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‘Boom’ was the sound of doom

Many people consider the Stellan Skarsgard-starrer series ‘Chernobyl’ a horror story in the guise of a historical docudrama

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“It was not trying to put strength and sugar on everything. It’s like vitamin injected straight into your brain.”

“Chernobyl” is not “entertaining” in the same way rom-com or drama shows are. The HBO series is hard to watch because it’s about a nuclear accident that’s become one of the worst human-made catastrophes in history.

The story centers on the Chernobyl Nuclear Power Plant in Ukraine, Soviet Union, the time it suffered a massive explosion that released radioactive material across Ukraine, Belarus and Russia, and as far as Scandinavia and Western Europe, going on to kill hundreds of thousands and affect millions more.

Bulletin Entertainment recently spoke with one of the lead actors, Stellan Skarsgard, who plays Soviet Deputy Prime Minister Boris Shcherbina.

STELLAN SKARSGARD

STELLAN SKARSGARD

“‘Chernobyl’ is not an ‘easy’ show and I think it should never be one,” he began.

Beyond the harrowing facts and eerie footage of the effects of radiation on the Chernobyl plant workers, Stellan hopes viewers would see in the story the painful possibility that government oversight and corruption may have contributed largely to the tragedy.

Several reports claimed that the accident simulated a station blackout power-failure, in the course of which both emergency safety and power-regulating systems were “intentionally” turned off. A combination of inherent reactor design flaws, as well as reactor operators arranging the core in a manner contrary to the checklist for the test, eventually resulted in uncontrolled reaction conditions.

“Figures are not really important here. Whether it just killed one or thousands, the important question is what made it happen,” he said.

Stellan was in Sweden when Chernobyl happened. Describing himself as someone who is old enough to remember every detail, the 67-year-old recalled how shock they were. For years, they were not able to eat mushrooms, berries, or reindeer meat from the northern side of the country.

Still, the actor didn’t think twice in accepting the project.

“It is a well-written story. It’s all based on fact, it’s not romanticizing. It doesn’t try to become appealing for the pop culture audience. It goes to show the reality can be brutal and interesting at some point,” he said, enumerating its merits.

“It was not trying to put strength and sugar on everything. It’s like vitamin injected straight into your brain.”

“Chernobyl” also allowed him to have a reunion of sorts with English actress Emily Watson. The two starred in the 1996 drama film, “Breaking Waves.”

“I’ve always wanted to work with her again. It’s really amazing to be with her…,” he said.

That man

Stellan is Soviet Deputy Prime Minister Boris Shcherbina, the Deputy Chairman of the Council of Ministers and head of the Bureau for Fuel and Energy on “Chernobyl.” He is assigned by the Kremlin to lead the government commission on Chernobyl immediately after the disaster occurred.

His character was a real person and is considered a villain on the series.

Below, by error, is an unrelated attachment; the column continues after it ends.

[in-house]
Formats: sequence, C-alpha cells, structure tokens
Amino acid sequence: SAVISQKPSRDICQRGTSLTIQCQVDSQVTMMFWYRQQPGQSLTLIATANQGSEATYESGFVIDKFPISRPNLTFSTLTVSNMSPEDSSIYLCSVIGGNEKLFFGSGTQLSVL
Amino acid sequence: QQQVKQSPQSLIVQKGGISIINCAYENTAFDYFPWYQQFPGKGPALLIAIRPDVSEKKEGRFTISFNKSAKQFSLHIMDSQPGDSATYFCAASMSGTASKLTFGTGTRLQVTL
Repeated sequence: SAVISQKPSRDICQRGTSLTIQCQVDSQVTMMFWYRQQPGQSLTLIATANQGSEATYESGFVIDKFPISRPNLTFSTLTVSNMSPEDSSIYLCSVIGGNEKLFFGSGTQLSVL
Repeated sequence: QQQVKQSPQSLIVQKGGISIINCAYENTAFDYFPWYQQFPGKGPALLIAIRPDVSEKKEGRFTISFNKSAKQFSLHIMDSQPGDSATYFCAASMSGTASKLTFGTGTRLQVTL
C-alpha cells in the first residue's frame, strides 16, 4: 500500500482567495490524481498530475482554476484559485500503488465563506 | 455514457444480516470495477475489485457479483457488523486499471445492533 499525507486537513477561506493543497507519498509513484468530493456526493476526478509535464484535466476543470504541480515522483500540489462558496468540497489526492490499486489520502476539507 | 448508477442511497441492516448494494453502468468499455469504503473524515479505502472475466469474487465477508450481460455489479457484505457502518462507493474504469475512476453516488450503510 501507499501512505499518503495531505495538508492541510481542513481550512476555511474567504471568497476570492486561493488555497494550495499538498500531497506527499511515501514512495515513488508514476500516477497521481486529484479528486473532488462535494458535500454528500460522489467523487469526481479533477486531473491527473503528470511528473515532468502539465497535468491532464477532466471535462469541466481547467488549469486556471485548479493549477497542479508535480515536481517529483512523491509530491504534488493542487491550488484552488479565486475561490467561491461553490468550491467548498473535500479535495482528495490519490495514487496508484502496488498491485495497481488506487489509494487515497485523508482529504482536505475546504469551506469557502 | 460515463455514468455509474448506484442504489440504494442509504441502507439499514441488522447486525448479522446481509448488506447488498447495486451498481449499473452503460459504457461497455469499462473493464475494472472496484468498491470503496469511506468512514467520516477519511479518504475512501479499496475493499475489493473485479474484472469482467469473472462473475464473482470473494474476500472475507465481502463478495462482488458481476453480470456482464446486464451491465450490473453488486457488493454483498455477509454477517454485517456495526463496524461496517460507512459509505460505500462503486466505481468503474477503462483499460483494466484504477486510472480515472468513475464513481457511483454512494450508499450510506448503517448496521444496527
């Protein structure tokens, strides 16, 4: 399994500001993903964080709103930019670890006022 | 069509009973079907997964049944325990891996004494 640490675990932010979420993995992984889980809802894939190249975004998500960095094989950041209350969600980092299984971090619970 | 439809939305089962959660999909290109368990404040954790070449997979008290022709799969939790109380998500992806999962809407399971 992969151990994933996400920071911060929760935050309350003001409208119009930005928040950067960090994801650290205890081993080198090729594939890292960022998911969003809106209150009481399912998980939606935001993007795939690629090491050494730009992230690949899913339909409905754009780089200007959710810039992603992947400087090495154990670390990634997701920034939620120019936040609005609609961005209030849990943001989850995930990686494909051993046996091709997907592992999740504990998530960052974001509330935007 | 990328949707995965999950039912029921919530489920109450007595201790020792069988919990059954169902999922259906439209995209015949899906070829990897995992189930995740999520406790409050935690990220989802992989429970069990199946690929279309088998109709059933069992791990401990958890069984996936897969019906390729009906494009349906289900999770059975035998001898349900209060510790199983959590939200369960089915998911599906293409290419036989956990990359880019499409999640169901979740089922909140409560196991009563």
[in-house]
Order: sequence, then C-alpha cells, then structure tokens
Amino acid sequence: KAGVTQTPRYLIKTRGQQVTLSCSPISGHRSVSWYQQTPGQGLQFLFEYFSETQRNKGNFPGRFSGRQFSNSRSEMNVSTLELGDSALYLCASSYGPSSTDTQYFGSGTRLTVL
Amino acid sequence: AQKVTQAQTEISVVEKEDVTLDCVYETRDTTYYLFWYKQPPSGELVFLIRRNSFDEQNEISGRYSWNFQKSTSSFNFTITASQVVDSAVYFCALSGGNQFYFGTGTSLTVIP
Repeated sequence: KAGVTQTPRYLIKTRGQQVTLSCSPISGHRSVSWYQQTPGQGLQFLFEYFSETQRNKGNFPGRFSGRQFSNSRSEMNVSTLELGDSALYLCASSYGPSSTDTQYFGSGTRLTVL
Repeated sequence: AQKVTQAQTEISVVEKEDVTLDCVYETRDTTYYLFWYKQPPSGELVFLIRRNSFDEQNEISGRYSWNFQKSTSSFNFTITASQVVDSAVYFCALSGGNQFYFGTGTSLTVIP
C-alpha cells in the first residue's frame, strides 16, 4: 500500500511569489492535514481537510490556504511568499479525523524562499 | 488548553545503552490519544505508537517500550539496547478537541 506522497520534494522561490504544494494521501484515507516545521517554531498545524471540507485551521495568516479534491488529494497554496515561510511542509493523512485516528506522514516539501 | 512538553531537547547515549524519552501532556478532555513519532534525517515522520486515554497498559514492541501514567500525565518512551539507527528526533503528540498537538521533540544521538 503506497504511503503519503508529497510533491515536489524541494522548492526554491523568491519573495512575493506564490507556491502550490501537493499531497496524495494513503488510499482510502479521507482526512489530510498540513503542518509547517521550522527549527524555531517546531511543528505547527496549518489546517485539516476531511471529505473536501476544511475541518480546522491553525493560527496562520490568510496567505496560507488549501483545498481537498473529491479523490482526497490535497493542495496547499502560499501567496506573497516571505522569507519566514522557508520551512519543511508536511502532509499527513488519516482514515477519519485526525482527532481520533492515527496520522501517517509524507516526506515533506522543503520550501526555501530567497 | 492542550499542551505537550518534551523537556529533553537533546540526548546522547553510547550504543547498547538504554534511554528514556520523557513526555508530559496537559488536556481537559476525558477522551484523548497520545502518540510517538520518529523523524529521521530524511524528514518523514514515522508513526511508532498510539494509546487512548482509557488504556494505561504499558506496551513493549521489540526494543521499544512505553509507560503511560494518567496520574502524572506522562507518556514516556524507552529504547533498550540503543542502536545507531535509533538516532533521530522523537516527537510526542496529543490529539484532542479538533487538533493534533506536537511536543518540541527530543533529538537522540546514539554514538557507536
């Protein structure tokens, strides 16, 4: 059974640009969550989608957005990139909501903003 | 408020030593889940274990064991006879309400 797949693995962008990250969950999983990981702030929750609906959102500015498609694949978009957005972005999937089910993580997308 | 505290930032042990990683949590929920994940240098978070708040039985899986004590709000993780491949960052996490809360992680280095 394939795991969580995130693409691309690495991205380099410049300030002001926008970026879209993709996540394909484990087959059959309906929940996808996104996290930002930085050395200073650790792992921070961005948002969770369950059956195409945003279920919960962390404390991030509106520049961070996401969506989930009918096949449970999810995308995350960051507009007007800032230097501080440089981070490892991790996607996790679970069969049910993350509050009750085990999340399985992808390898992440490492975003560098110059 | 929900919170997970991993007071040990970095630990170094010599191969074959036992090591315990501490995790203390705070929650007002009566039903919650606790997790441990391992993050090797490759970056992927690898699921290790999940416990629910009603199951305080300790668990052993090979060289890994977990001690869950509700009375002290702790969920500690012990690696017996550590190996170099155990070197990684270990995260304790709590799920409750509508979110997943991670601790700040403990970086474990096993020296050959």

In an article on Bustle.com, Ukrainian-American historian Serhii Plokhii said Boris had been on a business trip in Siberia when the nuclear accident occurred in the early morning of April 26, 1986. The Ukrainian statesperson arrived at the site of Chernobyl in Prypiat, Ukraine, 18 hours after the explosion. After some convincing, Boris finally ordered the evacuation of Prypiat due to the radioactive contamination. But this delay meant that the citizens were exposed to the radiation for 36 hours after the nuclear power plant’s explosion.

SCENE FROM ‘Chernobyl’

SCENE FROM ‘Chernobyl’

Although his Soviet government official role is said to sit on the wrong side of the radioactive debate, Stellan said he finds portraying Boris rather interesting.

“I don’t know but I find it interesting to play a character who is representative of a faulty system. It quite mirrors the life of some government officials in a way that they keep defending their wrongdoings even if it means to sacrifice other people,” he said.

Also in the cast of “Chernobyl” are Jared Harris as Valery Legasov, a leading Soviet nuclear physicist; Paul Ritter as Chernobyl deputy chief engineer Anatoly Dyatlov; Jessie Buckley as Lyudmilla Ignatenko, a Pripyat resident married to a firefighter on the first response team; Adrian as Chernobyl chief engineer Nikolai Fomin; and Con O’Neill (“Harlots”) as plant director Viktor Bryukhanov.

The series is directed by Johan Renck, and is written, created and executive produced by Craig Mazin.

According to a press release, Craig began researching the Chernobyl disaster in 2014, using a wide variety of materials, including several books and government reports from inside and outside of the Soviet Union. He spoke to nuclear scientists to learn how a reactor works, and interviewed former Soviet citizens to gain a better sense of the culture in 1986.

He also read a great number of first-person accounts, which helped bring an additional layer of authenticity and humanity to the story. He explained, “When you’re reading the personal stories of people who were there – people who lived near the plant, people who worked at the plant, people who were sent to Chernobyl as part of the effort to clean it up – in those individual accounts, that’s really where the story came alive.”

New episodes of “Chernobyl” premiere same time as the U.S. every Tuesday at 9 a.m. on HBO GO and HBO.

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